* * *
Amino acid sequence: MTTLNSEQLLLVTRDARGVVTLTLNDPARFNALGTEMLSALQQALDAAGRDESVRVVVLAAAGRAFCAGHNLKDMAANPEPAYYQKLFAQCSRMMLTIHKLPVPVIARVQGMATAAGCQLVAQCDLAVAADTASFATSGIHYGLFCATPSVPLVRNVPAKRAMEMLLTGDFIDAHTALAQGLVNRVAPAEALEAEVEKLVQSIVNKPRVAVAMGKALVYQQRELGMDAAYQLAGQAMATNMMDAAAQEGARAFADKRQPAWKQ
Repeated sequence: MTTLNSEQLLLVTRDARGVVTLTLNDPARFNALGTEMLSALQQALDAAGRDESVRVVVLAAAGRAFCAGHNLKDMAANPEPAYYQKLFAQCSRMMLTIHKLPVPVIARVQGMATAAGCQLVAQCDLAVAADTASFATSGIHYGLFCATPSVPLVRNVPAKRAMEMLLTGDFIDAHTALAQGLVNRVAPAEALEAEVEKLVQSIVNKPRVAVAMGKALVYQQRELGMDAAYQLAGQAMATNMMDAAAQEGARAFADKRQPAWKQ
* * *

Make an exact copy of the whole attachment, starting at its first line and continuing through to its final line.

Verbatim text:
Amino acid sequence: MTTLNSEQLLLVTRDARGVVTLTLNDPARFNALGTEMLSALQQALDAAGRDESVRVVVLAAAGRAFCAGHNLKDMAANPEPAYYQKLFAQCSRMMLTIHKLPVPVIARVQGMATAAGCQLVAQCDLAVAADTASFATSGIHYGLFCATPSVPLVRNVPAKRAMEMLLTGDFIDAHTALAQGLVNRVAPAEALEAEVEKLVQSIVNKPRVAVAMGKALVYQQRELGMDAAYQLAGQAMATNMMDAAAQEGARAFADKRQPAWKQ
Repeated sequence: MTTLNSEQLLLVTRDARGVVTLTLNDPARFNALGTEMLSALQQALDAAGRDESVRVVVLAAAGRAFCAGHNLKDMAANPEPAYYQKLFAQCSRMMLTIHKLPVPVIARVQGMATAAGCQLVAQCDLAVAADTASFATSGIHYGLFCATPSVPLVRNVPAKRAMEMLLTGDFIDAHTALAQGLVNRVAPAEALEAEVEKLVQSIVNKPRVAVAMGKALVYQQRELGMDAAYQLAGQAMATNMMDAAAQEGARAFADKRQPAWKQ